Don't Be Afraid of Menopause. Be Afraid of Early Menopause That Will Catch You Unprepared.

1-Why shouldn't we be afraid of menopause and pay attention to early menopause?

Menopause occurs at the average age of 50 (44-56) and 99% of all women experience these natural processes emotionally and socially. It is a process for which we, as physicians, are well prepared in terms of the medical, social and psychological support that can be provided physically and during menopause and after menopause. However, early menopause often catches people unprepared. Women and even young women come across them as they mature in their lives, complete their education, and try to resolve some of their daily concerns. It can often take away the chance of having a child that you dream of suddenly. They delay the age of marriage and childbearing by avoiding them first and searching for a spouse who has social, economic and cultural development parallel to their own development.
It is precisely in this search for perfection that early menopause, which can be seen in 1% of women, mostly affects this group of women. Therefore, suspicion, diagnosis and early counseling of this group of patients are vital.
2-Who do we define with early menopause and what is its frequency?

The classic definition of early menopause is cessation of menstruation under the age of 35. However, this does not have much of an effect other than detecting menopause complaints and the possible effects of menopause early. The main thing is to enter menopause under the age of 40, that is, before the productive age is completed. The rate of menopause under the age of 40 is seen in 1% of all women and while the woman is looking for a suitable partner while making career plans. They may suddenly lose their ability to reproduce in their own world (except for getting pregnant with someone else's egg, which is not legal in our country today).

3-Who is particularly at risk?

The most important risk factors are;
a-Those who have early menopause in their family (especially mother, sister),
b-Ovarian reserves should be investigated in women with frequent and irregular menstruation. is.
-Those who will undergo or have received chemotherapy and radiotherapy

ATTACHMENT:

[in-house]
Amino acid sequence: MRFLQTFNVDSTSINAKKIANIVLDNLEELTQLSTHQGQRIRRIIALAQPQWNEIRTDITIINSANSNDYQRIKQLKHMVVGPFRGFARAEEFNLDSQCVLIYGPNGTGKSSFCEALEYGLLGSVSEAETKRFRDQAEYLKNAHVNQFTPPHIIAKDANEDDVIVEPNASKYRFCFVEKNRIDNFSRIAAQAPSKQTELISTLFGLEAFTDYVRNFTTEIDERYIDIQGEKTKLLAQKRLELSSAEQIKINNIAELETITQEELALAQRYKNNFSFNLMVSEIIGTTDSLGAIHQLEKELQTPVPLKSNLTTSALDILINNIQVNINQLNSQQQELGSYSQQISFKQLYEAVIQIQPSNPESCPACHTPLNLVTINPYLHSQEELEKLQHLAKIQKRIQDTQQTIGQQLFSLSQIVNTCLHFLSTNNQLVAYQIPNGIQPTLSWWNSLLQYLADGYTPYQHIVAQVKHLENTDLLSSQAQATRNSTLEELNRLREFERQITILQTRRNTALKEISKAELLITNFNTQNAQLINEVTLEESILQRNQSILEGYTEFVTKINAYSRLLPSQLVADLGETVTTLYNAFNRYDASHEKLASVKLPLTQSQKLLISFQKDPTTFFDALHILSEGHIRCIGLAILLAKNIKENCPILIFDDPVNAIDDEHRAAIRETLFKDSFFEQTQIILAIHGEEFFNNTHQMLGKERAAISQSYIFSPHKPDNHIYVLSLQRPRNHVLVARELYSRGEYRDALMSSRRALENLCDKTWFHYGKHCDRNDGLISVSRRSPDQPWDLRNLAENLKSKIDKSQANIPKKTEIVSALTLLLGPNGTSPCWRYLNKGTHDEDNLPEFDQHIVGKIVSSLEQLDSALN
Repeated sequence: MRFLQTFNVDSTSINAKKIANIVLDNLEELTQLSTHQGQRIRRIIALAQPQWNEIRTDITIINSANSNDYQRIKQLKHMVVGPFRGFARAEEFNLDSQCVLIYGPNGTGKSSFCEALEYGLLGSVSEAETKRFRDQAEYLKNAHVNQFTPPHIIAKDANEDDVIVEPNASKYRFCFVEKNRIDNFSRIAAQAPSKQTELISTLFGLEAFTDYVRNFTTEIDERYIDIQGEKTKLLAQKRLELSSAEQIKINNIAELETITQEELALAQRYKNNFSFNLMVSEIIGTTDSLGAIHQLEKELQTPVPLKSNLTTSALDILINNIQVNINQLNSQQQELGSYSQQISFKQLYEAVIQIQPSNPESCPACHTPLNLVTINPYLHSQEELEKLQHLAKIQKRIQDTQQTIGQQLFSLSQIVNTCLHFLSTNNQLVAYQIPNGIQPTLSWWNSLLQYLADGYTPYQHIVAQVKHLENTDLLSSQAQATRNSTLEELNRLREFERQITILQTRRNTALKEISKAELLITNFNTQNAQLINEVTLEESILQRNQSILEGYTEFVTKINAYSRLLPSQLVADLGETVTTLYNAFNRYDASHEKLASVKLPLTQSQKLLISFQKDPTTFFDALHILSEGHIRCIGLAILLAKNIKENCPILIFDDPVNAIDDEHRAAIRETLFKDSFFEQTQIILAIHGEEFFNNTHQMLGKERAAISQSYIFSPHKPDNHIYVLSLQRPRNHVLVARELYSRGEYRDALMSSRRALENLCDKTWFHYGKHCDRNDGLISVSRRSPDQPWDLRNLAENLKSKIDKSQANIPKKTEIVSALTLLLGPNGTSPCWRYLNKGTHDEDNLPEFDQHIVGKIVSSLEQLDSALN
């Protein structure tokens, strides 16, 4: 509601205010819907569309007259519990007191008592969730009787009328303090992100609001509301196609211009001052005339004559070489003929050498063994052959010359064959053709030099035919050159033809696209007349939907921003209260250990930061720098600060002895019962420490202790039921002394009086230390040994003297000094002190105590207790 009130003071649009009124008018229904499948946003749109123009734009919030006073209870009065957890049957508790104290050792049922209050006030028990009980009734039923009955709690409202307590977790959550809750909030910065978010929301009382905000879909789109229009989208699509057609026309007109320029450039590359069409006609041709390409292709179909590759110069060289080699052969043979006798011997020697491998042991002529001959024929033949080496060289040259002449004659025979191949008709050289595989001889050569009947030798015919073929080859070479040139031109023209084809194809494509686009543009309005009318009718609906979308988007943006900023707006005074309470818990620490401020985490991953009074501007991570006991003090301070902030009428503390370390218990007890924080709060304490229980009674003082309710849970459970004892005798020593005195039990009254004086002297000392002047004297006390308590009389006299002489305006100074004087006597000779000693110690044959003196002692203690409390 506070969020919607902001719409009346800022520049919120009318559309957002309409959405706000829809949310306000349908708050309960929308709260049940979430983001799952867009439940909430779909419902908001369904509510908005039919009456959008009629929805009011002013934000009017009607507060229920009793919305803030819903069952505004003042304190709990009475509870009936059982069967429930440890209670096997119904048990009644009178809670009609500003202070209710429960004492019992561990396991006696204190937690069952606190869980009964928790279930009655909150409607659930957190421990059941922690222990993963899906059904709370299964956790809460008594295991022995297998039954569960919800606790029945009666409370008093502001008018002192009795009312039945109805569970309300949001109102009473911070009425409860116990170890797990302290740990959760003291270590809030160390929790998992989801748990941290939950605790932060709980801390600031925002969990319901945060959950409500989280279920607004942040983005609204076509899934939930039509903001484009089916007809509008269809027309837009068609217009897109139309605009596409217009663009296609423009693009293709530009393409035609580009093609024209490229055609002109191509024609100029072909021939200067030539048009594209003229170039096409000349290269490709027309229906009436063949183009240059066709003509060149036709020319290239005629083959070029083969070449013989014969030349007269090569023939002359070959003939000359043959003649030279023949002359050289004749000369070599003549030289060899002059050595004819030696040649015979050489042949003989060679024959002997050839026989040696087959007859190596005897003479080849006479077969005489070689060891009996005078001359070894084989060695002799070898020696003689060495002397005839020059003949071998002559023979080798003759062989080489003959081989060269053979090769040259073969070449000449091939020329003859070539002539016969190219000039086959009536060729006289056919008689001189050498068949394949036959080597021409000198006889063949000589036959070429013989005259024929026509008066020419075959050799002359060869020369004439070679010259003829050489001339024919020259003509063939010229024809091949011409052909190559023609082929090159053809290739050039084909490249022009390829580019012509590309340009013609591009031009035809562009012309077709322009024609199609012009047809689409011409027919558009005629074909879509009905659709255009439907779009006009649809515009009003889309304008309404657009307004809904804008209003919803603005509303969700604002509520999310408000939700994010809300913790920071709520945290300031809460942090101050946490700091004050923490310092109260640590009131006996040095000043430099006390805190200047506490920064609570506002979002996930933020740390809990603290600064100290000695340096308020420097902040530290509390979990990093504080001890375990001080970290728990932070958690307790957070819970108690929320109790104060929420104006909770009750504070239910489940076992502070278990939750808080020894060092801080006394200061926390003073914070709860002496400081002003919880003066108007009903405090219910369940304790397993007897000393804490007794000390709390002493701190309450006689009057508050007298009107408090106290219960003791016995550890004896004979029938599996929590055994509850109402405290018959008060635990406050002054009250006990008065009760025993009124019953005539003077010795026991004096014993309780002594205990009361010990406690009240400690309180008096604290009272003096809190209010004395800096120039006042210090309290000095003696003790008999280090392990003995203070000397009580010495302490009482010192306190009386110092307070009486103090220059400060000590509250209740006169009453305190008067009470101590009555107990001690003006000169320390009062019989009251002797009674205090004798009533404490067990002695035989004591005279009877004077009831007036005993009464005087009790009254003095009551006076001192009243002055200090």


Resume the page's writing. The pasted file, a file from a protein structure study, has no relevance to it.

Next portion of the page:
-Smokers (it does not cause early menopause, but these women enter menopause 1-1.5 years early on average).
4- What should patients who are at high risk for early menopause and women who are afraid of possible early menopause do?

The best thing to do is to consult a gynecologist and get support on this issue. In fact, many successful studies have been conducted trying to determine the average age of menopause in women using maternal age and AMH, and the ages at which possible menopause is expected have begun to be estimated.
5-Can you give some more information about AMH?
A hormone test. and a new test that is done all over the country, just like other hormones, blood is taken from your arm and the results can be obtained in a very short time. With this test, we can obtain very accurate information about women's ovarian reserves and provide information about their capacity to have children and the proximity of menopause. Since it is a new test, as studies progress over time, our opinions and the sensitivity of the test may change, albeit small.

6-Is there a similarity between the symptoms of classical menopause and the feared symptoms of depletion of ovarian reserve and limitation of the capacity to have children?

Classical menopause; Symptoms such as amenorrhea, hot flushes, insomnia, irritability and similar symptoms do not usually occur due to early depletion of ovarian reserves. The only possible warning sign is irregular menstruation or even a menstrual cycle that may be more than 22 days. These reasons are mostly detected by tests performed in everyone who has a menstrual period and in patients who consult a physician for seemingly innocent menstrual irregularities.
7-What kind of reactions do you encounter in patients whose early menopause or imminent menopause is detected?

In fact, all reactions are related to having or not having children. While women who have children are just wondering how to manage this situation, women who have never had children face deep anxiety and concern. It is often necessary to provide not only medical but also psychological support to this group of women. In addition, cultural factors are also very related to being affected by this situation. Although the destruction is very evident in small cities and rural areas due to possible cultural and economic factors, the number of people affected is less because they marry and have children at an early age. However, women who are worried about life in metropolises, who make career plans and who reach older ages to get married and have children while doing these, may be affected in higher numbers since they do not have children yet.
8-What is your advice to all women during the menopause week to deal with this situation? To get out?
First of all, they should not skip their annual gynecological check-ups, and if they have not had children yet and they care about this very much, they should definitely get counseling about their reproductive capacity. Especially those with a family history of early menopause and irregular menstruation should have the AMH test done at regular intervals so that they can be informed about their ovarian reserves when planning their lives. Married women with limited reserves should not postpone having children or consider methods such as embryo freezing. Those who are single and legally eligible should receive counseling about the egg freezing alternative.
Those who have entered early menopause should definitely seek medical, spiritual and social support for menopause. They should not neglect it and should not neglect close medical support to reduce or eliminate possible osteoporosis and similar devastating effects of menopause.


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